Origin of pillion
Examples from the Web for pillion
"I come with pony and pillion," said the visiter as she was assisted to the ground, and bustled into the parlour.Rob of the Bowl, Vol. I (of 2)|John P. Kennedy
There was necessarily a great waste of time in getting the pillion on Sweetbriar.Dulcibel|Henry Peterson
Before that time ladies chiefly rode on horseback, either single on their palfreys, or double, behind some person on a pillion.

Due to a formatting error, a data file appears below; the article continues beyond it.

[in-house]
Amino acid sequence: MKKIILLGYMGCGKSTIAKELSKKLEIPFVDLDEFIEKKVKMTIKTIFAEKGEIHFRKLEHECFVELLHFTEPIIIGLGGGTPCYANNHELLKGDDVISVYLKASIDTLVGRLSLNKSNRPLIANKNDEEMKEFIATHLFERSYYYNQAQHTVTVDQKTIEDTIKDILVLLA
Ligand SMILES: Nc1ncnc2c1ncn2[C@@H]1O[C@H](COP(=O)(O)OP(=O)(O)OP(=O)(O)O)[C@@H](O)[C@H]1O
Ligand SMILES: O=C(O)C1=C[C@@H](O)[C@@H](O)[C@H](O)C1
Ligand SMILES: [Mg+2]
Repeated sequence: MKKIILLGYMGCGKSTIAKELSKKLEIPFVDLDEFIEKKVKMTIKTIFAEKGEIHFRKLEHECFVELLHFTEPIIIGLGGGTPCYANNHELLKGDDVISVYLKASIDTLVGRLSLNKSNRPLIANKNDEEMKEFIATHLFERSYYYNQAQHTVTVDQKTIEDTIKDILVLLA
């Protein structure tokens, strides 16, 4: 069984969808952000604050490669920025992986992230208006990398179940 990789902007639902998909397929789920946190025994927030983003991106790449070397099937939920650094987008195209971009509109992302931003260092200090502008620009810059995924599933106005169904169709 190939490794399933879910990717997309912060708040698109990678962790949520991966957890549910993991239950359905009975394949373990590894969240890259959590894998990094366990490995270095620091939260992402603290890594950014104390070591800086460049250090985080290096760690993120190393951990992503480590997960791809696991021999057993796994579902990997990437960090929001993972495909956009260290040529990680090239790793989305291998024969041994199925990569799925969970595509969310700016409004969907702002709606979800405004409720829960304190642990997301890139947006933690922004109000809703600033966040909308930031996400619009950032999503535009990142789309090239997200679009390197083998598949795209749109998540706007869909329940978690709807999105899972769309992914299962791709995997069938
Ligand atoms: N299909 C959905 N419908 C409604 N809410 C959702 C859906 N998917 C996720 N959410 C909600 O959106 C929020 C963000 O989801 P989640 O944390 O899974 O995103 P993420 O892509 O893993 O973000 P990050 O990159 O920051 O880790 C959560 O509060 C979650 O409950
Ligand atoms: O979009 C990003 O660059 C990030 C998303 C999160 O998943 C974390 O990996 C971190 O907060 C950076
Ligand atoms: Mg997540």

They were just going over the hill,—Jamie, with Margaret on the pillion, and Mr. Nathaniel along-side.
That broad back carried, however, most comfortably a side-saddle or a pillion.Customs and Fashions in Old New England|Alice Morse Earle
British Dictionary definitions for pillion
Word Origin for pillion
Word Origin and History for pillion
kind of saddle, c.1500, of Celtic origin (cf. Irish pillin, Gaelic pillin), ultimately from Latin pellis "skin, pelt" (see film (n.)).